In the Part I, I introduced this realization I had about our purpose—God’s will for our lives is to live out gratitude. In this second part, I explore challenges of living gratitude with the onslaught of mass and social media.
Typically around November, we see more writings about gratitude because in the United States, Thanksgiving is a commonly celebrated holiday. Gratitude is more than a holiday. We were created to make thanksgiving a lifestyle, not a multiple day glut-fest. (Pass the sweet potato pie, and why does green bean casserole still exist? When I get to heaven, God gots some ‘splaining to do.)
Manipulated Out of Gratitude
Commercials, news, and trends point to something is wrong with you.
I am pro-marketing and sells. I think there are plenty of products and services available to solve our problems. Marketing helps get the word out to us for solutions.
When we constantly take in messages without much critical thought, we can begin to have a skewed vision of what we really need and want.
We shift from gratitude and getting solutions to a problem to creating new problems from our feelings of lack.
Have you ever met someone who is manipulative? When in action, these individuals can use their influence to get the results they want from individuals to groups of people. Now, if a person can manipulate one or groups of people, do you think it is possible for some of us to learn the psychology of what make folks tick, across demographics and use this information to get a particular result.? I think so. Certain marketing efforts play up or play into our pain points or create ones we didn’t know we had. We could be sitting in our favorite chair after a long day. We turn on the television and begin wondering—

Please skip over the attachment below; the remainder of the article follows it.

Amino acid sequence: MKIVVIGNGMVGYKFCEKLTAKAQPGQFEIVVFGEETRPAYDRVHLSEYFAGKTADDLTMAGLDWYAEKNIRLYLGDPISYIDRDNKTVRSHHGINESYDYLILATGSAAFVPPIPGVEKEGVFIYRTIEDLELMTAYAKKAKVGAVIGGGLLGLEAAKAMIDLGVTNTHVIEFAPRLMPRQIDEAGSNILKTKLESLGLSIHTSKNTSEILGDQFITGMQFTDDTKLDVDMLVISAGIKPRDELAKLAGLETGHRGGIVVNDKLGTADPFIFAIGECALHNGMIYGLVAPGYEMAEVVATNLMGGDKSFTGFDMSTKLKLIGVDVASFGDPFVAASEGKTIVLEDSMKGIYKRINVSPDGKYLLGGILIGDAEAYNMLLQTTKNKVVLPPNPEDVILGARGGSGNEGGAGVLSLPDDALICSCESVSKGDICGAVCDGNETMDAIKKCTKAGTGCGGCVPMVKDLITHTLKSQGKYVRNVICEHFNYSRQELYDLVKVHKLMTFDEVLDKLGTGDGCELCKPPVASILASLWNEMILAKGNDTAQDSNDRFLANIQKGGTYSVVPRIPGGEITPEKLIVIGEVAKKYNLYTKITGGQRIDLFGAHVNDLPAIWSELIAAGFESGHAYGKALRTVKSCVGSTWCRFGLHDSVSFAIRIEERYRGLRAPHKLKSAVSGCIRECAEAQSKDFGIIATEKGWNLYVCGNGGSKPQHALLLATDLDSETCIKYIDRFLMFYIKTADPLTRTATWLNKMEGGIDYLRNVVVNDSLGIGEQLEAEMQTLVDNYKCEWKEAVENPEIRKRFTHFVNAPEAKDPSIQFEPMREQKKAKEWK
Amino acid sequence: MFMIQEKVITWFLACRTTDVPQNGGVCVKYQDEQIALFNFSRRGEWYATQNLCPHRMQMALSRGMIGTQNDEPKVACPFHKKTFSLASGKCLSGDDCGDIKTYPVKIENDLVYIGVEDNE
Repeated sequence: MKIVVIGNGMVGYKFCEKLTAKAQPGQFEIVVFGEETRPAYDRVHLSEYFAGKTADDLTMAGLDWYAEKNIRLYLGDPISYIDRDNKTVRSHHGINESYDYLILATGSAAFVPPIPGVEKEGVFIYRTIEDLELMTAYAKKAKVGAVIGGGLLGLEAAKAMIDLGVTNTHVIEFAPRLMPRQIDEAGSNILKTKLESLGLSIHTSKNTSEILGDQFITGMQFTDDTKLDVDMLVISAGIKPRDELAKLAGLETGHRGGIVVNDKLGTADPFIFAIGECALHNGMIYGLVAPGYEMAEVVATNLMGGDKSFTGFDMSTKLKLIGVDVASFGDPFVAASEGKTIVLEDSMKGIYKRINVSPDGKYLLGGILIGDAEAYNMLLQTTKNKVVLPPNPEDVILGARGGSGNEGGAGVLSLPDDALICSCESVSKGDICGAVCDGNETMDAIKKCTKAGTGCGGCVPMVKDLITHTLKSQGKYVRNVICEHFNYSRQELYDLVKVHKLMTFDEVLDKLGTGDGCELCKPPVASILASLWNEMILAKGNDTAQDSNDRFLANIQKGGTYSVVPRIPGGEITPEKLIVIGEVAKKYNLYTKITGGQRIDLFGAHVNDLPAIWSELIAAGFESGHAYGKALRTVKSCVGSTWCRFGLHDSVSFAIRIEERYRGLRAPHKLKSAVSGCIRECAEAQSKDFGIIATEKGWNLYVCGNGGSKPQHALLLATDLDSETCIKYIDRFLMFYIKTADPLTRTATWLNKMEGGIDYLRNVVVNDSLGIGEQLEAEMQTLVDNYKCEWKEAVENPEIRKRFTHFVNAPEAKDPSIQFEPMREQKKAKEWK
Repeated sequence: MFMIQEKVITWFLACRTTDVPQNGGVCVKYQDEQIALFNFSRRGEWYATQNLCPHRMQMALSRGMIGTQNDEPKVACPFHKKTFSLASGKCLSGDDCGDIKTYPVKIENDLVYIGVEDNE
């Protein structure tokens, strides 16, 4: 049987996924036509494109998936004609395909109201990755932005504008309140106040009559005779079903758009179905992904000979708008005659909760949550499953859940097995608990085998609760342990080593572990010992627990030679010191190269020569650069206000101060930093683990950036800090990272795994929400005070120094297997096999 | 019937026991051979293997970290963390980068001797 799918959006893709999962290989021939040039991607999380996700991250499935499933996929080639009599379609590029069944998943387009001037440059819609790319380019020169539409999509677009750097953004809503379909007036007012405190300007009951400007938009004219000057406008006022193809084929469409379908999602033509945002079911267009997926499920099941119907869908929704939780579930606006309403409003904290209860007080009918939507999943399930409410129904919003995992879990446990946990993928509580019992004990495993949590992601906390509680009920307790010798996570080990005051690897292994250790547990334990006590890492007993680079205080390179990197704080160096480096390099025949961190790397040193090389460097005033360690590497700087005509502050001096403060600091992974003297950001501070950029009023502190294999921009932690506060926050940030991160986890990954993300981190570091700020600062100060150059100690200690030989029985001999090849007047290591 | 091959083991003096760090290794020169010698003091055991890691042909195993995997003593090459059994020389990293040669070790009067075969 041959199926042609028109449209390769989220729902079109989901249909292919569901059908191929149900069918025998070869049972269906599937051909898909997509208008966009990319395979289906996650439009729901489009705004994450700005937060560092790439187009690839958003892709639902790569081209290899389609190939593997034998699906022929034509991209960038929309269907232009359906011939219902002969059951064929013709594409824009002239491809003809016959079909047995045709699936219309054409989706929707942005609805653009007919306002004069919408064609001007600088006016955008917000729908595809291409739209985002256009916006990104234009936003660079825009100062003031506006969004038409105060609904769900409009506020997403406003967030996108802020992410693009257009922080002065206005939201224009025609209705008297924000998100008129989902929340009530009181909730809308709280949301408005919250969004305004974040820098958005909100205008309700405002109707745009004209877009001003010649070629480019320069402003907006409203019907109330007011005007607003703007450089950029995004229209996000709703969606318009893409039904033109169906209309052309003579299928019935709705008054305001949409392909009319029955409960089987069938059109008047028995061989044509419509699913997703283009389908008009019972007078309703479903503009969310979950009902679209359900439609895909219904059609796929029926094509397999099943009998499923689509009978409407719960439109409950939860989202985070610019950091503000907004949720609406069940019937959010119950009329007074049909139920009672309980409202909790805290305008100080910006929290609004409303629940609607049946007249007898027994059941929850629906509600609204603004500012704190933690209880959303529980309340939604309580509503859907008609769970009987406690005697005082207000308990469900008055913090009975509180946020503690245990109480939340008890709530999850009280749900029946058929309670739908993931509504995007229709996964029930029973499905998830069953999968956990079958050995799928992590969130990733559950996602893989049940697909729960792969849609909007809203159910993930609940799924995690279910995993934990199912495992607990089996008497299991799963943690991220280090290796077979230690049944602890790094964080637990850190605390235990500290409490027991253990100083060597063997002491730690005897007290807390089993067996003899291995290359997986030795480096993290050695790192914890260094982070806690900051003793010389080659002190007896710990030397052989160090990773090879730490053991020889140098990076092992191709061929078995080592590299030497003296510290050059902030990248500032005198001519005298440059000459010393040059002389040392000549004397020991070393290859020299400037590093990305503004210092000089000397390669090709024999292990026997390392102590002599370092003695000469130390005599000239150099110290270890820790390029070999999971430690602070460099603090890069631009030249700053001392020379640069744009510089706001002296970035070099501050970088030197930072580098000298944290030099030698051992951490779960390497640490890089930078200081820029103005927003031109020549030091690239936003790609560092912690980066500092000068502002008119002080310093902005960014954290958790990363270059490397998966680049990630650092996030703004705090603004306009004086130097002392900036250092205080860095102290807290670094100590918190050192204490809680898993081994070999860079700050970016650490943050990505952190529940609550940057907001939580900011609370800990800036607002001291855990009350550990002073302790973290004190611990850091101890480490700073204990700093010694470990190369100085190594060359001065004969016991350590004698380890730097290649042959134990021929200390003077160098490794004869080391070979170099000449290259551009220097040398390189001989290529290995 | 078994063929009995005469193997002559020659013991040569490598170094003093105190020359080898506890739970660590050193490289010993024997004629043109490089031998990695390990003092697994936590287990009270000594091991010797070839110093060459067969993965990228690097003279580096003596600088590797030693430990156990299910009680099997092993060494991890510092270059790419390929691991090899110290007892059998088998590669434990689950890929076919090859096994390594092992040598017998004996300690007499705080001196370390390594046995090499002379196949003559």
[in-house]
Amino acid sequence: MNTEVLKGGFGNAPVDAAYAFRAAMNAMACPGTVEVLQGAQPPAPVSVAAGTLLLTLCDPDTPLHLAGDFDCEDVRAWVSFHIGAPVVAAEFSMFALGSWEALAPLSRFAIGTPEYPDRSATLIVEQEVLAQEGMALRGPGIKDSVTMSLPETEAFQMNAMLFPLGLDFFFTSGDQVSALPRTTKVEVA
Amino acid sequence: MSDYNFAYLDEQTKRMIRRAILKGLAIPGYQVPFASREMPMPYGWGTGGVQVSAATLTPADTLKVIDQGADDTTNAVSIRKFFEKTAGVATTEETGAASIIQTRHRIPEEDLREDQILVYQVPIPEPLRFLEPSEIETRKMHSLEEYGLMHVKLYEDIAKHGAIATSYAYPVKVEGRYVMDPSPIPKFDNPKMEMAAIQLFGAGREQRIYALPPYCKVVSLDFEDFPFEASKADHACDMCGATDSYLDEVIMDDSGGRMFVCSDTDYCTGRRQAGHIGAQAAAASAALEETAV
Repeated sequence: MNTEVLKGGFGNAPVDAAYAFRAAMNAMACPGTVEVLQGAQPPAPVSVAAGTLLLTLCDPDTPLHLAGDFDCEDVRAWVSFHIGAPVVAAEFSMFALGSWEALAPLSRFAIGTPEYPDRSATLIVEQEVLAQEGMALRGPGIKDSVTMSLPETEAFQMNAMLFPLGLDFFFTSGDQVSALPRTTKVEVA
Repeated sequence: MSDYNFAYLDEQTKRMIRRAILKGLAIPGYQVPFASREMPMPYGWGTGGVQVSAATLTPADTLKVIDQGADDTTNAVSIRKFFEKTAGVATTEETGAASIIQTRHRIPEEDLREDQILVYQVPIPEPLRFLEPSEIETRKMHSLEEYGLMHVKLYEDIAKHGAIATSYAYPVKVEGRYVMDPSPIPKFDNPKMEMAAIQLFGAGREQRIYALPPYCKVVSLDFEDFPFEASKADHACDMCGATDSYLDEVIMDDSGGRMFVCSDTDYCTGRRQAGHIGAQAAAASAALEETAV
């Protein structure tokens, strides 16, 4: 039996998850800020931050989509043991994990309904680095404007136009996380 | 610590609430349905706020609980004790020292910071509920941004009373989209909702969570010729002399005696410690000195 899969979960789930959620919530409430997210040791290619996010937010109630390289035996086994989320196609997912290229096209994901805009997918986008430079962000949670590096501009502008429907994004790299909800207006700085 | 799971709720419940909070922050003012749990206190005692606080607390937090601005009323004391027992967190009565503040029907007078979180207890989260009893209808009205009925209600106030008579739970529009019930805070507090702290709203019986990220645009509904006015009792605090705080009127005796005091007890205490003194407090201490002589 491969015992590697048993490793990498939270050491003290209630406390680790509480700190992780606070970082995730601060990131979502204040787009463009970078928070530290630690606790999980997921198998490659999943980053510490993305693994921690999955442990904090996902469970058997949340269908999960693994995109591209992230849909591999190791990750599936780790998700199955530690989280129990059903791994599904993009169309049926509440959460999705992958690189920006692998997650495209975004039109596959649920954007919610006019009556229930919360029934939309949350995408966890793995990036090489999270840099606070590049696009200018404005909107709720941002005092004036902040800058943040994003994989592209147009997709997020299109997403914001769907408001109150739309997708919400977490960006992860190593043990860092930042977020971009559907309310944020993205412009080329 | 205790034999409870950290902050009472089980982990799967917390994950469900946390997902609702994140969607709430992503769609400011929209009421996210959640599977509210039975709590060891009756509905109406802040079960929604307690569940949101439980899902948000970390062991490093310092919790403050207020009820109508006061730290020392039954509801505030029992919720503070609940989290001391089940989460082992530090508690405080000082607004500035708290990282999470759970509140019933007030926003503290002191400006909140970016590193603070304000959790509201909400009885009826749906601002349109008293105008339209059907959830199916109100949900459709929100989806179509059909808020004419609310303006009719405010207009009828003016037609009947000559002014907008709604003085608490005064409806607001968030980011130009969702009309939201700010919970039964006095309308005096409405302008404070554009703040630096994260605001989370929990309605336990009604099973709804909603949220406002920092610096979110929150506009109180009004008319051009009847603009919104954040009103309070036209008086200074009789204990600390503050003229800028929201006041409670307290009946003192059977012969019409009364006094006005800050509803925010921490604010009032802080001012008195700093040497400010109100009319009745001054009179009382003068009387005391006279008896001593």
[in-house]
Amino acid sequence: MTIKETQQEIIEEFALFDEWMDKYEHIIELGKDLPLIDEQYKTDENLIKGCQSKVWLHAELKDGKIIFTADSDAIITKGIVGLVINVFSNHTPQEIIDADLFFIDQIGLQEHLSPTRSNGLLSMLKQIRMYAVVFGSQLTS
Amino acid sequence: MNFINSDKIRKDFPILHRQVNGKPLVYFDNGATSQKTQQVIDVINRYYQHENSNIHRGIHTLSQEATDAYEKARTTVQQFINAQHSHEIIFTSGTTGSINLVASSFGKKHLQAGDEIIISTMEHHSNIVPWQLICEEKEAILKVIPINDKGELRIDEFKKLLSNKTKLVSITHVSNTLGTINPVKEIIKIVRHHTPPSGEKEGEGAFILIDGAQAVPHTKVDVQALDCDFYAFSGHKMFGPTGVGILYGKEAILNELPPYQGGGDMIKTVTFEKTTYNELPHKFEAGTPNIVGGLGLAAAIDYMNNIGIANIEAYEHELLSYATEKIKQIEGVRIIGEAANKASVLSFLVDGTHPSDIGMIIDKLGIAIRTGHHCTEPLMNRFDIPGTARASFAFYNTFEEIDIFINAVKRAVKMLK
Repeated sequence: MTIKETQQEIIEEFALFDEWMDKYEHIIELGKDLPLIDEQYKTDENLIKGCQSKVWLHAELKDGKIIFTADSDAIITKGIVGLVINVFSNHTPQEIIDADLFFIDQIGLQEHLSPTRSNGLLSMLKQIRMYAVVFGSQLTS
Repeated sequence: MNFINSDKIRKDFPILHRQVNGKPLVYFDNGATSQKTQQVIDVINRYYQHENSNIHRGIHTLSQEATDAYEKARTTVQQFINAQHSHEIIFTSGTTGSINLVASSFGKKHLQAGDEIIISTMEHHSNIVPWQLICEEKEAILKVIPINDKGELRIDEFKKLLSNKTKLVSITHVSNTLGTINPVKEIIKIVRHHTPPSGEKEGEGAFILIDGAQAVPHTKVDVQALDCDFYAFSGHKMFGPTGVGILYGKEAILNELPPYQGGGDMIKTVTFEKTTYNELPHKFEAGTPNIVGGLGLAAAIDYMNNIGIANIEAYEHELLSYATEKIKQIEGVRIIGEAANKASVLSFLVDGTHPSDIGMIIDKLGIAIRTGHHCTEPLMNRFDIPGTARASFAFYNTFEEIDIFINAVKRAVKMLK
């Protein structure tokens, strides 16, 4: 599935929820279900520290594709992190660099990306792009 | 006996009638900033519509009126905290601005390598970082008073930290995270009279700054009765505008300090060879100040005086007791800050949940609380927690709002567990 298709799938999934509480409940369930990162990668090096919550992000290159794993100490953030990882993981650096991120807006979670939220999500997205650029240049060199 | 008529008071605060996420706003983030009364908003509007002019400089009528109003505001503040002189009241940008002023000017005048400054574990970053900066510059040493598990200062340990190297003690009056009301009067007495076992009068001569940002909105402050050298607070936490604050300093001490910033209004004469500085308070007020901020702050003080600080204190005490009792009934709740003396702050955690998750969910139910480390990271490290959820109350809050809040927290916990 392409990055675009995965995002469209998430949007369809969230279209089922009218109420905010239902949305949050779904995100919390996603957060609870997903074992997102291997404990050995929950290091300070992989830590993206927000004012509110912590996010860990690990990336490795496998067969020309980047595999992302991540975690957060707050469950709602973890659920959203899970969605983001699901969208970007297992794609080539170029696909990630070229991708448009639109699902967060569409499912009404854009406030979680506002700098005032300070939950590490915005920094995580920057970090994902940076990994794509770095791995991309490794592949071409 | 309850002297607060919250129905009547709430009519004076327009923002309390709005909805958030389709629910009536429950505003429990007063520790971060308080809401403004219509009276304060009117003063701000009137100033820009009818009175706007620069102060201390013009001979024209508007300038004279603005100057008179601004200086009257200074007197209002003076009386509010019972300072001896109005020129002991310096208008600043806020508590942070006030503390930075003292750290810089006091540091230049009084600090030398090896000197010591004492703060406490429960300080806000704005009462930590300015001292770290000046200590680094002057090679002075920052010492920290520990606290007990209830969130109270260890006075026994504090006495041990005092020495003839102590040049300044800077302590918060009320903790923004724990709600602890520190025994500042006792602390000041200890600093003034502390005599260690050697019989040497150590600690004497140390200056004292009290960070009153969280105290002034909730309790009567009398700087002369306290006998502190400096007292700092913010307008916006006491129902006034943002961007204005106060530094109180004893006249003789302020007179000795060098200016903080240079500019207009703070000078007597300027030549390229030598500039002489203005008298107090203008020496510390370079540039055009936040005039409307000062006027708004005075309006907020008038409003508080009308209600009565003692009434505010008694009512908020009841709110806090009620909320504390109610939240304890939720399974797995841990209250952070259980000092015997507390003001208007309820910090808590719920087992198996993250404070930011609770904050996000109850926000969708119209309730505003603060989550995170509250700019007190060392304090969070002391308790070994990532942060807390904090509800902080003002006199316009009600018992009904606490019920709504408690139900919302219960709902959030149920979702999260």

If our childhood home might lead to us to developing mesothelioma in the future,
If a heart healthy whole grain potato chip is what is missing from our diet,
If we are a bad parent because we do not include this new organic, nongmo, gluten-free, dairy-free, soy-free, sugar-free, and fat-free snack in their lunches,
Why is a celebrity endorsing this new medication, when the side effects sound Gawd-awful,
And if this new skin cream will reduce the signs of aging in 6-8 weeks like the ones in the other commercials.
This montage of woes happen within five minutes of watching a program.
So much for relaxation.
Again, a commercial can point to a product or service that could be the answer to your question. Or it could help you think about some issues you have not considered attending to. When we unquestioningly take in all of these messages, we can get out of gratitude into the land of escapism, comparison, and lack. We can think that something is inherently wrong with us and we need a particular product to make us right. And when this scenario is the case, we consume more to fill these voids where we kicked out gratitude. Retail therapy, anyone?
If you live and work in ways that benefit the world in any form, then please question messages suggesting that your contribution is not enough. Most importantly, do not shame yourself, thinking that somehow you are lacking.
Social Media Manipulation 2.0